Breaking Beauty Myths Part 2


Not only have microbeads been discovered to be damaging our vital ocean life BUT they are not good for our skin either. Regular exfoliation is good for our skin but synthetic microbeads can be too abrasive making skin sensitive and dry.

ESPA Refining Skin Polish

Is a naturally brightening skin exfoliator to deeply cleanse, smooth and renew. A gentle exfoliating facial cream to sweep away dull and dry skin while it helps brighten and revitalise. Spherical Diatomaceous Earth exfoliate skin to help clear pores, lift impurities, balance uneven tone and stimulate cell renewal, while nourishing Rose Damascena and Shea Butter soften to refine, smooth and revitalise.Suitable for: Suitable for all skin types, especially dry, dull and congested skin.

Sea salt scrubs also  make a great DIY exfoliators for the body as well as sugar mixed with honey.

What are microbeads? Microbeads are tiny pieces of plastic that are added to everyday cosmetic products such as face wash, exfoliators (face and body scrbs)  toothpaste, abrasive cleaners and lots more. They are most frequently made of polyethylene but can be of other petrochemical plastics such as polypropylene and polystyrene. Microbeads are small enough to go down your plughole and easily pass water filtration systems, usually smaller than 5 millimetres.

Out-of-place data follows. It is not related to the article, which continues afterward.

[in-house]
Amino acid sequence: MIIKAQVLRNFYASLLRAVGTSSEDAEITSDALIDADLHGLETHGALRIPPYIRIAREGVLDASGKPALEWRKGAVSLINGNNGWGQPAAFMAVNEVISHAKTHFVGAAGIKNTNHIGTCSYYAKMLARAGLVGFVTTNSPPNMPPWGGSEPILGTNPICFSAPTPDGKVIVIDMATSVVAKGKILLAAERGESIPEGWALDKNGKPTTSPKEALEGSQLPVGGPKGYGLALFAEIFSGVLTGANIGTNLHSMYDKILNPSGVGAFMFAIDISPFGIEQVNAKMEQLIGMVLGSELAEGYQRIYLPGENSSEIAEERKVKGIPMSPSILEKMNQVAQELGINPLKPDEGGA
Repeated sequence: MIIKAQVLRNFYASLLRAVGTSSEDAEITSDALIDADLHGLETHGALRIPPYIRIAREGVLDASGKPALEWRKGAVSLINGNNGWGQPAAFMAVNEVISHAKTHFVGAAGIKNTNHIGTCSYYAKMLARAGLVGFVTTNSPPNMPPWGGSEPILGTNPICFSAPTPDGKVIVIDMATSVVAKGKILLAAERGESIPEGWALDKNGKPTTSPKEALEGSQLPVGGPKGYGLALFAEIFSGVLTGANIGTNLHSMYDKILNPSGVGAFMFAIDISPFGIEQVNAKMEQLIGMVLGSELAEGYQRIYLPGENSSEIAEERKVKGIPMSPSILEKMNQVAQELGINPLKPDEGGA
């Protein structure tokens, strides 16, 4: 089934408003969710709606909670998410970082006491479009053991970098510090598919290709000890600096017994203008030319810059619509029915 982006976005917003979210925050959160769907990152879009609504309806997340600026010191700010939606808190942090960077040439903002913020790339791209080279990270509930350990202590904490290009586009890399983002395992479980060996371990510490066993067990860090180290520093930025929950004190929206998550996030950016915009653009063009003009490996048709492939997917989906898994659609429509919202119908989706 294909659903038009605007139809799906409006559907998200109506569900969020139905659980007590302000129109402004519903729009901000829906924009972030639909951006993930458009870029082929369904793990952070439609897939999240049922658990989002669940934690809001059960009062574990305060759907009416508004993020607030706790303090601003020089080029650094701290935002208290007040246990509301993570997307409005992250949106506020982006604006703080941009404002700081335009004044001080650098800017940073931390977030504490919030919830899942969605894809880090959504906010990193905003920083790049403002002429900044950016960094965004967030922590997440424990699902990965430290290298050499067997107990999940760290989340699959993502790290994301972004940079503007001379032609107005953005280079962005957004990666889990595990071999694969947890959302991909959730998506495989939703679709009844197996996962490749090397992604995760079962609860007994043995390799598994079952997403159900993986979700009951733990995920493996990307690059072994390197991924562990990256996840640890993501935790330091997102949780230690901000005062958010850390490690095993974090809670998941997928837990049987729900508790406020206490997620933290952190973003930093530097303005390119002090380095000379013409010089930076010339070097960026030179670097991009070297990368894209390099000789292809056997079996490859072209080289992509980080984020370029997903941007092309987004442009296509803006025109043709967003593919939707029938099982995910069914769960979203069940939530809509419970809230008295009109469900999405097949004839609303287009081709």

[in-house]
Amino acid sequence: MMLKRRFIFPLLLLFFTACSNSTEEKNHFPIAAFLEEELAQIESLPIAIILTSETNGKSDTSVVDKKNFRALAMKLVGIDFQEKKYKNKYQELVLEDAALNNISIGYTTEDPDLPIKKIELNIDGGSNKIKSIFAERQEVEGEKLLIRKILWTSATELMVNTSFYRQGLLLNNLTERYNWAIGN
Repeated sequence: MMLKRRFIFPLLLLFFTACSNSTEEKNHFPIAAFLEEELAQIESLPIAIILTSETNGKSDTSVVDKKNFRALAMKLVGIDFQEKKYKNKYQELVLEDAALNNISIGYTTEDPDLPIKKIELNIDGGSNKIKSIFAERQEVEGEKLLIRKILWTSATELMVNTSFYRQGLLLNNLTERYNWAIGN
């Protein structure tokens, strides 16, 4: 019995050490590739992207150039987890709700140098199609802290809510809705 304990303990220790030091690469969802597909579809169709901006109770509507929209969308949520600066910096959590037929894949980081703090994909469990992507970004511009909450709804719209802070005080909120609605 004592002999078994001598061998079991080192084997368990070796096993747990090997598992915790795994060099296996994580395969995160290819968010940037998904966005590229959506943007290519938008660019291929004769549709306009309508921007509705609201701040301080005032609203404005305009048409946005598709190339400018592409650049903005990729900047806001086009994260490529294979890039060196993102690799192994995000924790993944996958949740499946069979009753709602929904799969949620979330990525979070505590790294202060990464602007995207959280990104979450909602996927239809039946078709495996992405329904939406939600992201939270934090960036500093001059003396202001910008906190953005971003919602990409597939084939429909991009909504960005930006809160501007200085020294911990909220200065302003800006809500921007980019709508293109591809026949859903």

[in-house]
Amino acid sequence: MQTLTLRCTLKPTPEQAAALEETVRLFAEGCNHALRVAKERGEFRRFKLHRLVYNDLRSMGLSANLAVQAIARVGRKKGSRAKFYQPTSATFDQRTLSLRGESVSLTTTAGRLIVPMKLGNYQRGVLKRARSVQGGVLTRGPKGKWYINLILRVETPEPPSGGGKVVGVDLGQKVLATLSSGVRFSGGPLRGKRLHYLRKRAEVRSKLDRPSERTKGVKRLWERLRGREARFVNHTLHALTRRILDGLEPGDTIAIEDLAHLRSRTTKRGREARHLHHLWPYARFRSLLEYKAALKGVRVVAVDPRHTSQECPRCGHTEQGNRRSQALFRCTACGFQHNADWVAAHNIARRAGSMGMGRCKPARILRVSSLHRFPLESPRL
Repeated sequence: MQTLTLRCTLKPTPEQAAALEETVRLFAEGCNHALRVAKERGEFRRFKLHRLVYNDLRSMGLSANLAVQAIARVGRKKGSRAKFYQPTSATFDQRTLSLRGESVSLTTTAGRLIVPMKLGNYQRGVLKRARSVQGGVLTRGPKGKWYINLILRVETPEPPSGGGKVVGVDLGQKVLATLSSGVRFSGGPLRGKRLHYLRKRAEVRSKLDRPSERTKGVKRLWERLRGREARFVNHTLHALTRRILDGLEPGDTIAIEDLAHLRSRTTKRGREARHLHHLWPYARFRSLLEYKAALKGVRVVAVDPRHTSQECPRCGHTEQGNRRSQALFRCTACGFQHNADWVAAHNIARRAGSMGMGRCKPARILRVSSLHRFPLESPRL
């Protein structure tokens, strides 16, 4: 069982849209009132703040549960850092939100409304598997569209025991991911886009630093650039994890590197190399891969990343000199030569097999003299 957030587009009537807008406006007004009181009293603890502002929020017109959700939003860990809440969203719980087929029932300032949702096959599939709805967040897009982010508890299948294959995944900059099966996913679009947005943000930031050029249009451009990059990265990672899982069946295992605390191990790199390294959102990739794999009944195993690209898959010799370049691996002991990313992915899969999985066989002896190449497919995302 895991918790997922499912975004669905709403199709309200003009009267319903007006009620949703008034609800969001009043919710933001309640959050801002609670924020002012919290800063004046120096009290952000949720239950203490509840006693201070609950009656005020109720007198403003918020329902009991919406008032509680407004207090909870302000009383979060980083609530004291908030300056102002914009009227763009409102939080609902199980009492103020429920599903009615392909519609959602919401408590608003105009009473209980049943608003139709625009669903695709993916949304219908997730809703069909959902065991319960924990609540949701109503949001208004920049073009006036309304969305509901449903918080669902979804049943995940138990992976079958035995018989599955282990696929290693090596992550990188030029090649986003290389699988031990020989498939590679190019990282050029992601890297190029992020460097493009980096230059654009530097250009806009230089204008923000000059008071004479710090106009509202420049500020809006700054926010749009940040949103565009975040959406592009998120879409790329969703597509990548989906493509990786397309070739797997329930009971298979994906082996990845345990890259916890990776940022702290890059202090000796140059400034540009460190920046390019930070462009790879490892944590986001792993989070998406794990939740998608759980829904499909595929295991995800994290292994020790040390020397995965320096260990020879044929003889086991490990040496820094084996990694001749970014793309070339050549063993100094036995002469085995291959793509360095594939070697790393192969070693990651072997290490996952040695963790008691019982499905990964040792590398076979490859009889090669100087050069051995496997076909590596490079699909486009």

How do they affect the ocean? Microbeads are tiny, and may seem harmless, but approximately 100,000 microbeads are washed down the sink with a single application of some products, ending up in the sea and the food chain.

Where do they end up? New scientific research is continuing to find more and more examples of plastic inside all kinds of sealife. But it’s not just marine life, a recent study showed that 90% of birds had microbeads present in their digestive system Microbeads end up in humans through toothpaste and through eating seafood that has ingested microplastics and the toxins that come with them.

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